Friday, June 10, 2011

Gone Tomorrow

Gone Tomorrow by Lee Child

New York City. Two in the morning. A subway car heading uptown. Jack Reacher, plus five other passengers. Four are okay. The fifth isn’t. And if you think Reacher isn’t going to get involved…then you don’t know Jack.

Susan Mark was the fifth passenger. She had a lonely heart, an estranged son, and a big secret. Reacher, working with a woman cop and a host of shadowy feds, wants to know just how big a hole Susan Mark was in, how many lives had already been twisted before hers, and what danger is looming around him now.

Because a race has begun through the streets of Manhattan in a maze crowded with violent, skilled soldiers on all sides of a shadow war. Susan Mark’s plain little life was critical to dozens of others in Washington, California, Afghanistan . . . from a former Delta Force operator now running for the U.S. Senate, to a beautiful young woman with a fantastic story to tell–and to a host of others who have just one thing in common: They’re all lying to Reacher. A little. A lot. Or maybe just enough to get him killed.

--Gone Tomorrow by Lee Child, Copyright ©2009 by Lee Child, published by Jove Books

My Review

Gone Tomorrow is the 13th book in Lee Child’s Jack Reacher series.
Jack Reacher is back in New York City, riding the subway in the early hours of the morning. Being a former Military Police officer, he can’t help but study the five other passengers in his car. Four of them seem perfectly normal. The fifth, a woman, exhibits all the signs of a suicide bomber.

Reacher figures he has two choices. One, leave the train at the next stop, saving himself and leaving whomever might get caught in the blast to their fate, or two, try and stop her.

He tries to stop her.

Only the large object in her bag isn’t a bomb mechanism, but a gun. And though she initially points it at Reacher, she turns it on herself and pulls the trigger.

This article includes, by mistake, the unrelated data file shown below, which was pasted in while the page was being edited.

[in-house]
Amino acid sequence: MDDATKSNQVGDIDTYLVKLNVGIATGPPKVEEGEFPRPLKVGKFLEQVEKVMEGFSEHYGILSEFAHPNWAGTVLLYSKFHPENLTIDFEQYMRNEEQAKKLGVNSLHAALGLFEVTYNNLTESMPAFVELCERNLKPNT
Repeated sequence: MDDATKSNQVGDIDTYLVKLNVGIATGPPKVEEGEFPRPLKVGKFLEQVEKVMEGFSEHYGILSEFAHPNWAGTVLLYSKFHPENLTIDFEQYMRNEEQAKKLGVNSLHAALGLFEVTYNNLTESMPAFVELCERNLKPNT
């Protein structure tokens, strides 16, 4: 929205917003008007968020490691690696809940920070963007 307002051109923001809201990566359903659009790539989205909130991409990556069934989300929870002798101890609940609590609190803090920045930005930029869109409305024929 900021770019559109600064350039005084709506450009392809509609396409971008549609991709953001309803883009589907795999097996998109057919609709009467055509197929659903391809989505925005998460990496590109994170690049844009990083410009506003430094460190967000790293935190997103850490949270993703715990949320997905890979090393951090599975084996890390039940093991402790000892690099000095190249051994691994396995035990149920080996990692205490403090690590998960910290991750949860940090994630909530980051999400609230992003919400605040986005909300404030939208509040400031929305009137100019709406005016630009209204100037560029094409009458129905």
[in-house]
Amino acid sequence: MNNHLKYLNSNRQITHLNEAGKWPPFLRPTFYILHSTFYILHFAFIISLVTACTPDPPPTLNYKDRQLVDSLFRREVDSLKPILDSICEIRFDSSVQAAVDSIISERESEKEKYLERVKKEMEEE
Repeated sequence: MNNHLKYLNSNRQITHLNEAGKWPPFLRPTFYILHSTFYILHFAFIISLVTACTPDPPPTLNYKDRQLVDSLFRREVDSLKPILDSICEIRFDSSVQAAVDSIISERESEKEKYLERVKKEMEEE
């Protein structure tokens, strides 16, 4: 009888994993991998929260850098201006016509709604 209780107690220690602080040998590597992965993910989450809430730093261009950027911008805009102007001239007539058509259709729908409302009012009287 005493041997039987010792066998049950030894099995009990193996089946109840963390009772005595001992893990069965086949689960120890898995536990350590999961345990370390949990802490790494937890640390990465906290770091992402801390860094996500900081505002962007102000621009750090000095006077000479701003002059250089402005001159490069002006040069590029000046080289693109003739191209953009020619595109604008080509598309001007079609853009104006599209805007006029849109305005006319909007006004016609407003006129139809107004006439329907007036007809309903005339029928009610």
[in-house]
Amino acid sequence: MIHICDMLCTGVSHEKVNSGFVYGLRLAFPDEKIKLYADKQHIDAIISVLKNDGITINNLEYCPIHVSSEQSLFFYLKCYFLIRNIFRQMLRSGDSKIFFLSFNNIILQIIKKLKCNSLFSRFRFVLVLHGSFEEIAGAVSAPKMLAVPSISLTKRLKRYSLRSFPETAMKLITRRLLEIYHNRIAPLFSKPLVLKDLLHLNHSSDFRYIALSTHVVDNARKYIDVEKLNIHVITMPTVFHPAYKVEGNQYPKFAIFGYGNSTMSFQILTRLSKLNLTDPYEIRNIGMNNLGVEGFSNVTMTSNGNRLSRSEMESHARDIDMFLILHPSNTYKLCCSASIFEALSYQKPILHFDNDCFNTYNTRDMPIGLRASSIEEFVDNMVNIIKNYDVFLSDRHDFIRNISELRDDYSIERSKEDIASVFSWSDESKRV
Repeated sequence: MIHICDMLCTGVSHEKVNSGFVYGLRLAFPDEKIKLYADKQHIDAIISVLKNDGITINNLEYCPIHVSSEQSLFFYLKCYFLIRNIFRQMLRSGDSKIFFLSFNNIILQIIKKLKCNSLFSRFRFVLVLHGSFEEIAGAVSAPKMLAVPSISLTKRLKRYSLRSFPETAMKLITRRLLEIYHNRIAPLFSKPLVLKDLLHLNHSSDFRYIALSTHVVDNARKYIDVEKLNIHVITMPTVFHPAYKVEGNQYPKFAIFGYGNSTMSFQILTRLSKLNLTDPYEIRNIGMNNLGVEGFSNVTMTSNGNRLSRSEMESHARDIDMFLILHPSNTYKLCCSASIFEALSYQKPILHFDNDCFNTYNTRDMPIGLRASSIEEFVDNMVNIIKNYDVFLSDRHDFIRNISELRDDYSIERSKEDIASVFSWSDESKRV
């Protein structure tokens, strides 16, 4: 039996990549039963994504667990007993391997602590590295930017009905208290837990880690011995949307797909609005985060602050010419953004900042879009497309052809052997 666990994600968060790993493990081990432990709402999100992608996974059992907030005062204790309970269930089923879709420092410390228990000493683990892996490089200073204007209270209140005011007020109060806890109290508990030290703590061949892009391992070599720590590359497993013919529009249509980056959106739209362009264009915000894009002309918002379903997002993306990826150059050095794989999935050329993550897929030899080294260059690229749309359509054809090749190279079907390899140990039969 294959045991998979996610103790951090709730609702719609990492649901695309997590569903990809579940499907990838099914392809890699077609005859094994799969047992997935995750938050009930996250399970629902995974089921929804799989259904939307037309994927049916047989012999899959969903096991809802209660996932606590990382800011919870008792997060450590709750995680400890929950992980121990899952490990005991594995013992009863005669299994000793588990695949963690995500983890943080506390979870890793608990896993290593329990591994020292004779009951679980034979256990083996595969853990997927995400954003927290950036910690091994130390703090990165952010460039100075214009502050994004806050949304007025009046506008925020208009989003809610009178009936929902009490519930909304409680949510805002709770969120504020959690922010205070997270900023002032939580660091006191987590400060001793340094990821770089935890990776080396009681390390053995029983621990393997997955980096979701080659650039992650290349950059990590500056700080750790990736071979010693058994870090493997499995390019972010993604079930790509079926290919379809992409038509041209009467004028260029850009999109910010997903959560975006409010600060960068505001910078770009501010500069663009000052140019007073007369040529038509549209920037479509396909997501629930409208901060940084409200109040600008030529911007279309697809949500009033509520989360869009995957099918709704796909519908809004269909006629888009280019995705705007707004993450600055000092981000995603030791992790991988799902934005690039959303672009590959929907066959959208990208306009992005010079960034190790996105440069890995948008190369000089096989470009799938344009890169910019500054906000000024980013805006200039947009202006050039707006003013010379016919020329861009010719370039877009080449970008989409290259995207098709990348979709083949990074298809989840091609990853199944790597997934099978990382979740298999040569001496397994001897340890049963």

When the police arrive, they question everyone. The others on the train, of course, knew nothing, saw nothing. But the police believe the woman, identified as Susan Mark, passed something to Reacher just before she ended her life. She didn’t, but he can’t convince the NYPD of that. Nor can he convince the three Feds or the four shadowy “protection service” gentlemen that she didn’t. Everyone is convinced she gave him something and he can’t convince them that she didn’t. When he’s contacted by a woman named Lila Hoth (the employer of the “protection service”), he finds out that Susan Mark and she had become friends and Susan was coming to New York to deliver some information to Lila regarding a man her mother, Svetlana, met during a trip to Berlin in the early 1980’s.

She told a good story, but Reacher doesn’t quite believe her. For one thing, why would Susan drive all the way from Virginia to New York just to deliver information that could have been sent in an e-mail or relayed over the telephone. Second, Lila says she invited Susan to stay a day or two, maybe take in a show. But Susan had no overnight luggage with her. Third, Lila’s story just doesn’t add up to Reacher. But he received nothing from Susan Mark and therefore, doesn’t want to be involved.

He tries to stay out of it. Really, he does try, but everyone involved in the mysterious “it” keeps dragging him in until Reacher has no choice but to dig in and investigate. And when Jack Reacher investigates, he doesn’t stop until he gets his answers.

I give this story FOUR STARS.

And with this, believe it or not, I’m going to take a little break from my buddy Jack. I've been reading a lot of heavy stuff lately and I need some light, summer fun. Also, I have a lot of books I want to read/listen to and I need to give the others their chance to make it here on A(nother) Year in Reviews. Besides, I have only two books left in the Jack Reacher series, so I want to stretch them out a little. I figure I’ll listen to 61 Hours in late July and then Worth Dying For in September. That’ll set me up nicely for The Affair which will be released in mid-October. Can’t wait!

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